There are many different avenues the child support enforcement agency can attempt to collect funds from the payor to satisfy arrears, including garnishing wages and lottery winnings and intercepting a federal tax refund. Taking a tax refund can help get the payor caught up more quickly than just taking an extra percentage out of the regular income, especially if the expected tax refund is significant.
While this may also be a benefit to the payor since it does not further reduce the net income from the primary employment, there are several things for the party receiving the child support payments to be aware of. The most important of these is that it can take several months for an intercepted tax refund to actually go through the child support enforcement agency and be disbursed to the payee.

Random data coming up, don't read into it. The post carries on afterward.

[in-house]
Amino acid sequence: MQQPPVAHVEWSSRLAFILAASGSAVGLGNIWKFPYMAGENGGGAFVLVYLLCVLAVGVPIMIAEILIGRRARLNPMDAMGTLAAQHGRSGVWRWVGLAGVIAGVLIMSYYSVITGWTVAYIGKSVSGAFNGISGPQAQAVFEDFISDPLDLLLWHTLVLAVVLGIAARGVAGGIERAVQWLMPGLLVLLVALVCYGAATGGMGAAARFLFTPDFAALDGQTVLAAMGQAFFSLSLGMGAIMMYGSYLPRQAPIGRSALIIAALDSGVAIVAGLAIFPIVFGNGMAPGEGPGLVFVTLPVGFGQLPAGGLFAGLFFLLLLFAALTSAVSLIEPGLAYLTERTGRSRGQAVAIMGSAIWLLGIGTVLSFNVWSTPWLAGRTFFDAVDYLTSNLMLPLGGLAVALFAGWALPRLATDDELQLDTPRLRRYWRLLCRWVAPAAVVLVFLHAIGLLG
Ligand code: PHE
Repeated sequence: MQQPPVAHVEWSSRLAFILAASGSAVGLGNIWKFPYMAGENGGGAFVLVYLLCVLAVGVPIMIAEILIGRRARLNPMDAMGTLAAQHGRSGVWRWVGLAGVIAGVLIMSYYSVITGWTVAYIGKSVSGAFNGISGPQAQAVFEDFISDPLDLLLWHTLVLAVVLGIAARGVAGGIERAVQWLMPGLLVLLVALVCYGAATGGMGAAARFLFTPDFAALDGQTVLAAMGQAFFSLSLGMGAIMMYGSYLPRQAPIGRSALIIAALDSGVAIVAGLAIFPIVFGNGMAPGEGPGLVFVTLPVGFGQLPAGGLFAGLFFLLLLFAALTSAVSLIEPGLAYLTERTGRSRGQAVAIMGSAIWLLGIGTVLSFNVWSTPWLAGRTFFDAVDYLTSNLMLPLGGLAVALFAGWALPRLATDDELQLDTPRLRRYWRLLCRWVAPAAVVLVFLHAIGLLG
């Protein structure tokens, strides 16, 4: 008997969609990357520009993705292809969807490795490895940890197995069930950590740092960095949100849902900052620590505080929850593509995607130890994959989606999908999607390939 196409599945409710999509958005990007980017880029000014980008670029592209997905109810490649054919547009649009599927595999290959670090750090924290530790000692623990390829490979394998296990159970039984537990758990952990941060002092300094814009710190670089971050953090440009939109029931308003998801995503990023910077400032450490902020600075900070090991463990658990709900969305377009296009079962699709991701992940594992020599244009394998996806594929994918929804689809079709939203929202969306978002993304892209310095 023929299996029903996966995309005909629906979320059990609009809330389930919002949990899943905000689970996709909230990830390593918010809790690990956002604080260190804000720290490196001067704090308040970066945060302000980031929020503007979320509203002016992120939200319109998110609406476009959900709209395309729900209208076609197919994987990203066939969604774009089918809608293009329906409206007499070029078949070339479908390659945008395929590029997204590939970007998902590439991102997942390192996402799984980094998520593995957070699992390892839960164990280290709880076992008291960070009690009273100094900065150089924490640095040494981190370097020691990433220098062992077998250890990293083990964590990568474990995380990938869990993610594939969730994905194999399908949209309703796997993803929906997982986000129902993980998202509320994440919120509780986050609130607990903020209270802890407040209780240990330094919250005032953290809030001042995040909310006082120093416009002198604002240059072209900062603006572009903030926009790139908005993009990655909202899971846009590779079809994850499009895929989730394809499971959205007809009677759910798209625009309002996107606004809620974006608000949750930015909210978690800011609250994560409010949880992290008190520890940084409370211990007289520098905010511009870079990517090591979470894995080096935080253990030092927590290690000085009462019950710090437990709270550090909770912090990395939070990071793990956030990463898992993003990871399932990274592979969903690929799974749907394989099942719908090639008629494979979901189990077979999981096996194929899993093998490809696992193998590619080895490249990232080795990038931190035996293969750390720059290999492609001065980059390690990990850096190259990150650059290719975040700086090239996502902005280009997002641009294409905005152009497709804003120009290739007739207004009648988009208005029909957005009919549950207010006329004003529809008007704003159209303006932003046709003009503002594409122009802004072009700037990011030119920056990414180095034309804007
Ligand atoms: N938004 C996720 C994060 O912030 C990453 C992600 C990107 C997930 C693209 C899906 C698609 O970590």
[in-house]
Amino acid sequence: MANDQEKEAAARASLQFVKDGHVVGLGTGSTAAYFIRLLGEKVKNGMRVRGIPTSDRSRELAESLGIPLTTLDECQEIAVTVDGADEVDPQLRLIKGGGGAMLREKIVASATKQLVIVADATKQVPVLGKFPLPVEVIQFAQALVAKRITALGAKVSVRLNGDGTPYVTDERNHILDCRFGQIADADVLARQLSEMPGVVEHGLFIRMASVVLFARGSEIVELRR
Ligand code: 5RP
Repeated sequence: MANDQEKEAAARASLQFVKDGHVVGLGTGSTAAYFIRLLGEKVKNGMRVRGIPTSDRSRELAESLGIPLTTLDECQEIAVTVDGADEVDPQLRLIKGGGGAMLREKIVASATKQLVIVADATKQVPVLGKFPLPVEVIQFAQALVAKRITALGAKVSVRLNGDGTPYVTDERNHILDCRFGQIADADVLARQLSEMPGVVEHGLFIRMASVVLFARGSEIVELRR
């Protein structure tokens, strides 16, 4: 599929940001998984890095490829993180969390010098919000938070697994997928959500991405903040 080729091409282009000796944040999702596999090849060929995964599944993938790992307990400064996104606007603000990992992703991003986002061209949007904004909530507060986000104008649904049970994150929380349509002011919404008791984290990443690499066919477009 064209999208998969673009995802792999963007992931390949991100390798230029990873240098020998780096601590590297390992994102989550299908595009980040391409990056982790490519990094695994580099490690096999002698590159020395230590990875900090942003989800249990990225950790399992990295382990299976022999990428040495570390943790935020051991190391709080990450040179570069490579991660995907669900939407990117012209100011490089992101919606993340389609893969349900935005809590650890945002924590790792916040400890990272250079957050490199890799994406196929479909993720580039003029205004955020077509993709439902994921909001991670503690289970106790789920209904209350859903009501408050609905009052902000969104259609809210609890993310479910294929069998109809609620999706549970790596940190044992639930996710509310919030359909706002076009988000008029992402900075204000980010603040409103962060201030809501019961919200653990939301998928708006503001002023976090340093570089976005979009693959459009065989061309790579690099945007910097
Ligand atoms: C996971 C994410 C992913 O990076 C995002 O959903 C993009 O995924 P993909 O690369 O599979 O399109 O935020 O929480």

This is because tax refunds must be held until the applicable agencies can ensure the income tax filing, and therefore the tax refund, was correct. If the funds were disbursed immediately and the filing was later deemed to be fraudulent, it would put the payee in the very difficult position of trying to refund the money to the Internal Revenue Service.
Whether you are the parent paying child support or the one receiving the monies, it's important to have a complete understanding of how tax refunds are used to help pay child support arrears. Talking with a family law attorney early on in the process can help you know what to expect and how long you may have to wait for the funds to be officially applied to the child support account.
Source: Florida Department of Revenue, "IRS Tax Refund Offset," accessed Dec. 16, 2015